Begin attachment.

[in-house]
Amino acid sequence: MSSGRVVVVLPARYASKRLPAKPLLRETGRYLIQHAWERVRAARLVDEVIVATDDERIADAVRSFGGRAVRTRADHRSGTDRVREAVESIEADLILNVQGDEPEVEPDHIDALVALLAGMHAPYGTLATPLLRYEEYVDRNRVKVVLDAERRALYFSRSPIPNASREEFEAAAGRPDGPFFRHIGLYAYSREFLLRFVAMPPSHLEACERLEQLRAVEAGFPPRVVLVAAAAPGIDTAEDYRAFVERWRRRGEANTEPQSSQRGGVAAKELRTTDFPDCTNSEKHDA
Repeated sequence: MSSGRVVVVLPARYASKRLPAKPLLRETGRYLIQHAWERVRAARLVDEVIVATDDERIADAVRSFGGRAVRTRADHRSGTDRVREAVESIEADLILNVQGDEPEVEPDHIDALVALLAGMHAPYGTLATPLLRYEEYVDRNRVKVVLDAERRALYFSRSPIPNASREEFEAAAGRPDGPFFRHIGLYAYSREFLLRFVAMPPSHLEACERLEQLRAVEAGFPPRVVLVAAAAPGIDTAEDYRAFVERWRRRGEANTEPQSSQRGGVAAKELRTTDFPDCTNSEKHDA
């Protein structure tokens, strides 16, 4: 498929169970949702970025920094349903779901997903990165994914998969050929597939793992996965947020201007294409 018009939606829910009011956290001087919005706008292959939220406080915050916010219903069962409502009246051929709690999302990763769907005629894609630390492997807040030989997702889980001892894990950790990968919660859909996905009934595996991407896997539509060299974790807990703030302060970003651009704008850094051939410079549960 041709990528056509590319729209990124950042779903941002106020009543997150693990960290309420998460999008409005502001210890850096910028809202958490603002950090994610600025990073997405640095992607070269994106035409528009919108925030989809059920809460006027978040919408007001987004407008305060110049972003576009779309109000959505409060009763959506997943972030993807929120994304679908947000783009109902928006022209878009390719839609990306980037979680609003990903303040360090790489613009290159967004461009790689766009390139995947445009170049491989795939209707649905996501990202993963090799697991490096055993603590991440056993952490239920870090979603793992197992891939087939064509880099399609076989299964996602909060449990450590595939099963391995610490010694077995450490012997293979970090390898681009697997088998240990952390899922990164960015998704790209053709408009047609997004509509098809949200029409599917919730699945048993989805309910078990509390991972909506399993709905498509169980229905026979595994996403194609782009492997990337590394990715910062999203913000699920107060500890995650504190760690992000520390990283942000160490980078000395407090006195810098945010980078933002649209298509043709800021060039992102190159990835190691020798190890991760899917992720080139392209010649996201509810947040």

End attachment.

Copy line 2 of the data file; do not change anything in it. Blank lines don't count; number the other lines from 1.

Amino acid sequence: MSSGRVVVVLPARYASKRLPAKPLLRETGRYLIQHAWERVRAARLVDEVIVATDDERIADAVRSFGGRAVRTRADHRSGTDRVREAVESIEADLILNVQGDEPEVEPDHIDALVALLAGMHAPYGTLATPLLRYEEYVDRNRVKVVLDAERRALYFSRSPIPNASREEFEAAAGRPDGPFFRHIGLYAYSREFLLRFVAMPPSHLEACERLEQLRAVEAGFPPRVVLVAAAAPGIDTAEDYRAFVERWRRRGEANTEPQSSQRGGVAAKELRTTDFPDCTNSEKHDA